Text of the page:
Jones Victory Credited To African-American Voters David Greene talks with Birmingham City Councilwoman Sheila Tyson about a well-organized get-out-the-vote effort that's credited with motivating black voters in Alabama.
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Jones Victory Credited To African-American Voters

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Jones Victory Credited To African-American Voters

Jones Victory Credited To African-American Voters

Jones Victory Credited To African-American Voters

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David Greene talks with Birmingham City Councilwoman Sheila Tyson about a well-organized get-out-the-vote effort that's credited with motivating black voters in Alabama.

DAVID GREENE, HOST:

Now, a big reason Democrat Doug Jones won a Senate race in Alabama this week was African-American turnout. According to exit polls, 29 percent of those voting in that special election were black. Almost all went for Jones. Sheila Tyson helped lead the get-out-the-vote effort. She's a Birmingham city councilwoman and also a veteran community organizer, and she joins us.

Sheila Tyson, good morning.

SHEILA TYSON: Good morning.

GREENE: So this was an off-year special election in a deep red state. How did you keep canvassers motivated to keep going out, knocking on doors and getting people to come and vote?

TYSON: Well, you know, we had some very tough issues here in the state of Alabama. We had - we do not have Medicaid expansion. They never did get it out the whole time that the president - Barack Obama was in office. We also - we do not have - they turned down our increase in minimum wage. We're still at $7.25. And the jobs that they are bringing into the state of Alabama, they don't have paid leave of absence, they're not promoting women the way they should, and it's not fair wages for all black women.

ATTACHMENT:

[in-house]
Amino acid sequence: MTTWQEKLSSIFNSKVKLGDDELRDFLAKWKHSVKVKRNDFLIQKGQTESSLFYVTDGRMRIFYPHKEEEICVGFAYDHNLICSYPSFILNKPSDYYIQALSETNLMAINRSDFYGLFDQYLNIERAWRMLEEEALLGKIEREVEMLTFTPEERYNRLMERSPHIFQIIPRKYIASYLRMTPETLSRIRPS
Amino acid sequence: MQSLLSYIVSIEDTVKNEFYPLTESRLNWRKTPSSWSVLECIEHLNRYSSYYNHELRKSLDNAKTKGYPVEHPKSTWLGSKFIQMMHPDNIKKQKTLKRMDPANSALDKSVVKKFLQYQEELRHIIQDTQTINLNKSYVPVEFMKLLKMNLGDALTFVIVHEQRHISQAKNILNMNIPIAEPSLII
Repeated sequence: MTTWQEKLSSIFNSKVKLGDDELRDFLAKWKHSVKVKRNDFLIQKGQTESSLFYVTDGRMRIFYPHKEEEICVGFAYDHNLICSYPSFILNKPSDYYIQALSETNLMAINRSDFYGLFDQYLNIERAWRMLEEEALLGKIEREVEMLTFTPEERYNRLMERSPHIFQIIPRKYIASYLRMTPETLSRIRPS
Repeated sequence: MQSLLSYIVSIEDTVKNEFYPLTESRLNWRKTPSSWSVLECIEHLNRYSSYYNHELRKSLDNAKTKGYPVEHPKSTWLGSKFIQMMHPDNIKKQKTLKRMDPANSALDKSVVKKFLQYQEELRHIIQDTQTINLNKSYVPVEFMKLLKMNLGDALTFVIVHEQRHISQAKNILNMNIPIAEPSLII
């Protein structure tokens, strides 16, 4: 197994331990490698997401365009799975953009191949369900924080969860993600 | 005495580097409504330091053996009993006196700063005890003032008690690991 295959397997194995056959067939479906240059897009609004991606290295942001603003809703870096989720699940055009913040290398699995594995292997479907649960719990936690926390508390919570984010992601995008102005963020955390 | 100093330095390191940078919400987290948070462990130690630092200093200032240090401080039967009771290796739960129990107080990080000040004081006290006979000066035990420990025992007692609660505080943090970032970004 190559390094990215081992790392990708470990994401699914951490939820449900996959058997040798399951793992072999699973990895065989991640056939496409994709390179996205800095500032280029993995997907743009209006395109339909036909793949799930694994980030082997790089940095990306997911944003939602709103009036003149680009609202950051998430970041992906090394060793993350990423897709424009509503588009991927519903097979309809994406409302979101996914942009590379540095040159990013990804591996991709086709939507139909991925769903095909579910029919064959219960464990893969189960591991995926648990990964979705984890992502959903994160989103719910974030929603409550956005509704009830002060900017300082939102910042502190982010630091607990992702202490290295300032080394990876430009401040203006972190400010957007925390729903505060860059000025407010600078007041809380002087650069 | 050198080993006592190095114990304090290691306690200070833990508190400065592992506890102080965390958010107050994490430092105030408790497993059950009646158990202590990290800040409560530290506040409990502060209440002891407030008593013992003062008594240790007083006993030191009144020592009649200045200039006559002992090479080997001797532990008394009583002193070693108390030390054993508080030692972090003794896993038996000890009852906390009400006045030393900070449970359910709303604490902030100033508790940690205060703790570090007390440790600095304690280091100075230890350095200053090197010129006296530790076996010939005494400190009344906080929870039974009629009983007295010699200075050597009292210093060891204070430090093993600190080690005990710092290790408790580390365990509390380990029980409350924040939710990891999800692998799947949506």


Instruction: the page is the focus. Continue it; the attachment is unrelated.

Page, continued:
GREENE: Wow, so...

TYSON: There are a lot of issues on the table.

GREENE: So when you were at someone's door - and I know you went door to door - you were not talking so much about Roy Moore and all of those allegations or Doug Jones. You were talking about issues in people's lives.

TYSON: Absolutely, and issues that really affects the quality of life that you're trying to live, especially in the rural areas here in the state of Alabama.

GREENE: Well, I mean, this seemed like such a special case with a very damaged Republican candidate, so I guess I just wonder, are there lessons to draw here for Democrats as they look ahead to the 2018 midterms? Or was this just a one-off?

TYSON: No. This is a serious thing. I think they took for granted - and I - that black people was going to automatically vote Democratic because we are black and we are low income. But it's not - that's not the case. That - we are serious, we are serious voters, that we do come out to vote, and they just can't take our vote for granted.

GREENE: Well, what does the party need to do, as we head into a midterm election in 2018, to make sure that they do harness this enthusiasm and get this kind of turnout?

TYSON: I think that the party need to make sure that they bring more income and resources into the South and put it on the ground because the ground game is what won this election. And when they do bring money into the states, they never make it to the South, and they never bring it out to the community. We even had that problem with it this time.

GREENE: How many doors do you think you knocked on?

TYSON: Oh, thousands. I know we made millions of calls. I'm serious. We made millions of calls. And I just - I couldn't have - I don't even want to imagine that we just - we knocked on so many doors. We knocked on so many doors. And I have - and I've met so many people that I didn't know. So we have built our database, and our volunteer base is so large now. It's larger than we have ever had.

GREENE: Well, that could bode well for you as you head into a crucial midterm coming up in 2018 for the Democratic Party. I'm speaking to Sheila Tyson. She's a Birmingham city councilwoman, a veteran community organizer, and she was a big part of the get-out-the-vote effort for Democrat Doug Jones in Alabama. Thanks for your time this morning, nice talking to you.

TYSON: All right. OK. Thank you.

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